I had the result very detailed in my mind’s eye: square format, a naked woman, bright background, warm light and…a steamy glass wall. It should be a scene in a shower.

So I had to check, who has a shower with glass wall or door. All showers and bathroom were far too small to setup build studio light and to provide model and photographer enough freedom of movement. New plan: Studio 4, the office in the backhouse has a meeting room with a glass wall. Simon just said: “OK, no problem!” Perfect, I found the location.

Steamy Window?

Next question: how do I get to the look of the fogged window? Steam iron, spray bottle, Photoshop, tried a lot…, all discarded. Steam,…, I would need to generate steam and let it ascend in front of the glass wall. Hot plates were set up an water boiled. The photos are made with the smartphone, sorry for the bad quality…

The traces of steam on the glass wall was far too small and only around the pots. Somehow I need to get the steam ascend directly at the wall. So I designed some kind of steam collector with plastic foil and wooden slats, leaving only a small gap between wood and glassThis created  fogged glass but there was too much moisture and after a while drops ran down the wall. I couldn’t realise  ‘fog’ look I was after, no matter what I tried. But I like the results anyway!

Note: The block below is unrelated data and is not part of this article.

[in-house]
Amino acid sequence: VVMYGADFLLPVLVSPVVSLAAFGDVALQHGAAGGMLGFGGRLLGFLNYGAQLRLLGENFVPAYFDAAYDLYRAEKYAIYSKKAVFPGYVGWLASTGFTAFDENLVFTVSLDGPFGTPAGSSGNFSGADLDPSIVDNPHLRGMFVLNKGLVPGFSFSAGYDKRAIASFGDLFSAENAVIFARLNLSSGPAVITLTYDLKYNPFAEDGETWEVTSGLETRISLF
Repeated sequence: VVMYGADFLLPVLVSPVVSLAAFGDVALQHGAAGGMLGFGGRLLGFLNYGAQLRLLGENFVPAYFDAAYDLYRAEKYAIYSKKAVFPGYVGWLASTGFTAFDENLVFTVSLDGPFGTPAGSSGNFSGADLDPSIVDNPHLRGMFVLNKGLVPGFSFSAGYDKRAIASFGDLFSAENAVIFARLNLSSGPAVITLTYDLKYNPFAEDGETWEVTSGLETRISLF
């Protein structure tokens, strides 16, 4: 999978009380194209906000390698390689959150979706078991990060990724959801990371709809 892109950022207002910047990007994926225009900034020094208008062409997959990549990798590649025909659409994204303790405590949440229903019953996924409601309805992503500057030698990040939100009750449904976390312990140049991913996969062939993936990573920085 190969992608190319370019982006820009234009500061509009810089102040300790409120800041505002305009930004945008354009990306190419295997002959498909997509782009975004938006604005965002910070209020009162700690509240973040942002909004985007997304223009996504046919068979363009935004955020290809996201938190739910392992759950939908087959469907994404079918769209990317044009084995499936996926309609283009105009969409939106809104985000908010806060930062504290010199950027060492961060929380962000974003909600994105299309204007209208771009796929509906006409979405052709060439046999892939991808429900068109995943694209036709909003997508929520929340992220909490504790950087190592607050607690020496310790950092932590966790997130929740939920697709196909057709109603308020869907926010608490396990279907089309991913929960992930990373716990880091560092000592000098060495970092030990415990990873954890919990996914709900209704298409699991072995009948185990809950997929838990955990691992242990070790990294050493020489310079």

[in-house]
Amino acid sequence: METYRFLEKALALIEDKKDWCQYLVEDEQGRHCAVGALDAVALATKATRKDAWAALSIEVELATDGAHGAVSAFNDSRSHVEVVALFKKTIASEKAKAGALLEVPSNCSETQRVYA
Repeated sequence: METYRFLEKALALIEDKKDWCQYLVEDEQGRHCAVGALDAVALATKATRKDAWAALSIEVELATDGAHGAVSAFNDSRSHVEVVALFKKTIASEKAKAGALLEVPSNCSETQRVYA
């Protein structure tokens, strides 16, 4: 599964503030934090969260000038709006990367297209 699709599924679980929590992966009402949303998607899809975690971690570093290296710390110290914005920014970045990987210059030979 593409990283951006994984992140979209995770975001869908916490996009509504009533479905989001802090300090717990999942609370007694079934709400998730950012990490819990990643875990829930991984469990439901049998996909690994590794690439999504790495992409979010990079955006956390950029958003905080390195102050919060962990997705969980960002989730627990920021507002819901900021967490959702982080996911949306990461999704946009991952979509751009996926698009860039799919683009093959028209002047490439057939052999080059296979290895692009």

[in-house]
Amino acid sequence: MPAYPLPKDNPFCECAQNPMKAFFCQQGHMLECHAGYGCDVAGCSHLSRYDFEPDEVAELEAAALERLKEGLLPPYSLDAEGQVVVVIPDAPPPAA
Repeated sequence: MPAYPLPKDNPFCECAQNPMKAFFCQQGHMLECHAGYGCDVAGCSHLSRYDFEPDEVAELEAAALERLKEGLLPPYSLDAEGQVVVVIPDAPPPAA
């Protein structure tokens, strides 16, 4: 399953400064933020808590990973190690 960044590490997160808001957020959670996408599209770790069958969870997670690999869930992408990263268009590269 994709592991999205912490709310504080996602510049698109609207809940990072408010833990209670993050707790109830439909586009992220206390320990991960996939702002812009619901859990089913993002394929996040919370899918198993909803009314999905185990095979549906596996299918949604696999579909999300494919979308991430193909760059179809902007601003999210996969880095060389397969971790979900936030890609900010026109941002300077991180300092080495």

Lighting Setup

Opposite to the glass wall I hang a plastic shower curtain in front the white wall. Between curtion and wall I put a strobe, facing the wall. For the first series this was the only light I used. The strobe was triggered by radio. The glass wall was the source for the fill light by reflecting the light from the strobe onto the model.

In the second part I added a strip light camera right and a white V-flat on the opposite side.

Lighting diagram:

Unexpected difficulties

Did you ever try shooting through glass pane? Pretty difficult to not shoot the reflection of the photographer and the things surrounding him. Fellow photographer Bernd recommended to setup a screen of black fabric opposite  the glass wall. Luckily Simon had something at hand and I set it up and just let the lens peek through. That worked!


Again, another exiting and strenuous project, comparable to my underwater shooting. But it totally payed of and I’m absolutely happy with the results! See my blog bost